For many Jewish students, this has created a sense of egregious inequity and increased vulnerability, which has led to further suppression of their willingness to freely express themselves. It’s relevant to note that there are important efforts afoot to ensure that Jewish students are afforded legally protected status at the federal and state levels. But these efforts will take time.
There is, however, an immediate, easy and equitable solution to the problem. University leaders must make a public pledge that all students will be equally protected from behavior that violates their rights to freedom of expression and full participation in campus life. To be effective, the statement should include a description of all university policies, in addition to state and federal laws that prohibit harassment and discrimination, along with a firm commitment to their equitable enforcement for all students, regardless of identity, opinion or legally protected status.
Harassment is harassment. The effects of this intolerant and exclusionary behavior on students are the same, regardless of the motivation of the perpetrator or the identity of the victim. And the abhorrent behavior that prevents students from an education free from discrimination must be addressed equitably. Students cannot freely express themselves and learn from their professors or each other if they face ongoing and pervasive intolerance, harassment and discrimination, as Jewish and pro-Israel students do now. Only once all students are secure in the knowledge that they will be equally protected from hateful, bigoted behavior can a university guarantee its students freedom of speech and the right to full participation in campus life.
WHY IT’S A BIG DEAL THAT ARGENTINA
CANCELED ITS SOCCER GAME IN ISRAEL
Times of Israel, June 7, 2018
Israelis want nothing more than for their country to be considered normal. That may have to wait. A much-anticipated soccer game between the Argentine and Israeli national teams was canceled Wednesday because, Israeli and Argentine officials say, of physical threats made to the Argentine players — including megastar forward Lionel Messi. The exhibition game was set for Saturday night in Jerusalem, less than a week before the beginning of the World Cup.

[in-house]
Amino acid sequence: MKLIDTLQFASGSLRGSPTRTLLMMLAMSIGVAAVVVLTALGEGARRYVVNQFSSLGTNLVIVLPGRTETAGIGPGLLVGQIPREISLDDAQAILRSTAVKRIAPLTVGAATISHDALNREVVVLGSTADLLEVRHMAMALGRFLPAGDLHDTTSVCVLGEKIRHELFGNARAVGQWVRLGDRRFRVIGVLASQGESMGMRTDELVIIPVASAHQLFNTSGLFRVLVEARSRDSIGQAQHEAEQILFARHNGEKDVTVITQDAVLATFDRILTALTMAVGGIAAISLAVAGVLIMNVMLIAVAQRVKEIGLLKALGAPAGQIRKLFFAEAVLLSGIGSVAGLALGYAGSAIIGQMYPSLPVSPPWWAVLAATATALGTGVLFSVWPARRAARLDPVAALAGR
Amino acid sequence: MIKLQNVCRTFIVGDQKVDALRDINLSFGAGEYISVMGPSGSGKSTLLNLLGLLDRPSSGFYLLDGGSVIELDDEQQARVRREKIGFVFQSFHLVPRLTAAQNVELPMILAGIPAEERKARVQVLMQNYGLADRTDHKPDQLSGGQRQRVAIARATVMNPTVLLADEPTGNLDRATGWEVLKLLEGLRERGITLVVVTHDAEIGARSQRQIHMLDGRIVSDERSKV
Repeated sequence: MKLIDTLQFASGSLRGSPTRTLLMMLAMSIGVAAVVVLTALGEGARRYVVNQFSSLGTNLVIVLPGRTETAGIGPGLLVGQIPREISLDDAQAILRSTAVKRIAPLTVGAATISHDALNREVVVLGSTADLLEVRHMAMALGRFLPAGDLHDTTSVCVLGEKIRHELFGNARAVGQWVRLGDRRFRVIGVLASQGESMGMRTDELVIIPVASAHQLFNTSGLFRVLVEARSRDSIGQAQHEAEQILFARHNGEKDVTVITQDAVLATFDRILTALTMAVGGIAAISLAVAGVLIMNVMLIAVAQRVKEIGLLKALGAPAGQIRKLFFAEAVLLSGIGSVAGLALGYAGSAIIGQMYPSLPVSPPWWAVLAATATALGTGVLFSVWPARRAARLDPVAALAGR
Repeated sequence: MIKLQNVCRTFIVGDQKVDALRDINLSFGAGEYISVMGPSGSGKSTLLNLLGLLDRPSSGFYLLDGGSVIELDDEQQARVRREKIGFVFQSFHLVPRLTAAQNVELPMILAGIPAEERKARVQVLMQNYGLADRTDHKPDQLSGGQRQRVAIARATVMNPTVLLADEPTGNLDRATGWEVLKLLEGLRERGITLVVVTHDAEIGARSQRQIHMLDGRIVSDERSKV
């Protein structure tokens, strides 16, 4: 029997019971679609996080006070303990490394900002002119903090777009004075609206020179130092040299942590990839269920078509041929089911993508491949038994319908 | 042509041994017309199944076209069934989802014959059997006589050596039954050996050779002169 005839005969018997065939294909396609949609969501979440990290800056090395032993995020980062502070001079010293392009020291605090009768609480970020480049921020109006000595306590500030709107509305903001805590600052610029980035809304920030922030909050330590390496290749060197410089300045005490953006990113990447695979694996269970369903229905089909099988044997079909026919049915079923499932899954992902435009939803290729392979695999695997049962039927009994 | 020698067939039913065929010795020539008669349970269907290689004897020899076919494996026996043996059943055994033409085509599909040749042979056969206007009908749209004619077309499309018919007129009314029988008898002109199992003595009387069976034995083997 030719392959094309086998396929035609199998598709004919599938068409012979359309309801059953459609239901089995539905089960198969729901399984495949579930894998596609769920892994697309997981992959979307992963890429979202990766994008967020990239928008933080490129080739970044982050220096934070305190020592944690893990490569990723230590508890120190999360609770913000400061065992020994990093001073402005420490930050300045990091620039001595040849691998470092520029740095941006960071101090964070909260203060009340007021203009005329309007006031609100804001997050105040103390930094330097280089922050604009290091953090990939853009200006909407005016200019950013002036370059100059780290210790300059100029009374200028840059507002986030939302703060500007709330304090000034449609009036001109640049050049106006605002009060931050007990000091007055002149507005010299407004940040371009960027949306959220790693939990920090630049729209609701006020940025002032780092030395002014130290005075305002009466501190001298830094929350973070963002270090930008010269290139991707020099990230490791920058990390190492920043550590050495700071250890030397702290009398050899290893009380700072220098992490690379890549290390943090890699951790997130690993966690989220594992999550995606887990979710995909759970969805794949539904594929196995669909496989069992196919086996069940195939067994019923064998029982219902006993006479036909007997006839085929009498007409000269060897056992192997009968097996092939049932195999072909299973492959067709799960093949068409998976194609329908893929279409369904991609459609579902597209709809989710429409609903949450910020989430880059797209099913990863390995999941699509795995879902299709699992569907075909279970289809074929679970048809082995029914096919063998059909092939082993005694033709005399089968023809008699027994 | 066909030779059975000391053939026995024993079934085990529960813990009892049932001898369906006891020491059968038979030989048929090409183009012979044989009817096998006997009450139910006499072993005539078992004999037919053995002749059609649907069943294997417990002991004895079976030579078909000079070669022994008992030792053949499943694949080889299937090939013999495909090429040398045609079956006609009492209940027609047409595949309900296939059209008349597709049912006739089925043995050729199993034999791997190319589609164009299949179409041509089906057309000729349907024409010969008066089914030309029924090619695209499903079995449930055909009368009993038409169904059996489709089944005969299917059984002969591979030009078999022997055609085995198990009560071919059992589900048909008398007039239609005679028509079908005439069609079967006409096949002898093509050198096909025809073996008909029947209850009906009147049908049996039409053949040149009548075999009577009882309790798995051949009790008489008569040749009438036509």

Beyond the disappointment of tens of thousands of Israeli soccer fans, the cancellation shows Israelis once again that even seemingly innocuous cultural events, like a soccer match, aren’t immune from the festering Israeli-Palestinian conflict. Israelis want to portray their country as a thriving democracy like any other — violence on the border and the occupation notwithstanding — and a full member of the family of nations.
And they appreciate when other countries treat them that way. Thousands of Israelis lined the streets for the Giro d’Italia cycling race last month, even though it’s not a popular sport in Israel. Celebrating that international sporting event, perhaps the largest to be held in Israel, one of Israel’s leading newspapers ran a full front-page photo with the headline “We’re on the map.”
Last month an Israeli, Netta Barzilai, won the Eurovision song contest, a 43-country competition that this year drew some 186 million viewers. Such signs of normalization are manna for Israelis, and a setback for the Boycott, Divestment and Sanctions movement, which aims to isolate Israel internationally. So the BDS community seemed ecstatic to claim the Argentines’ decision as a result of their political pressure.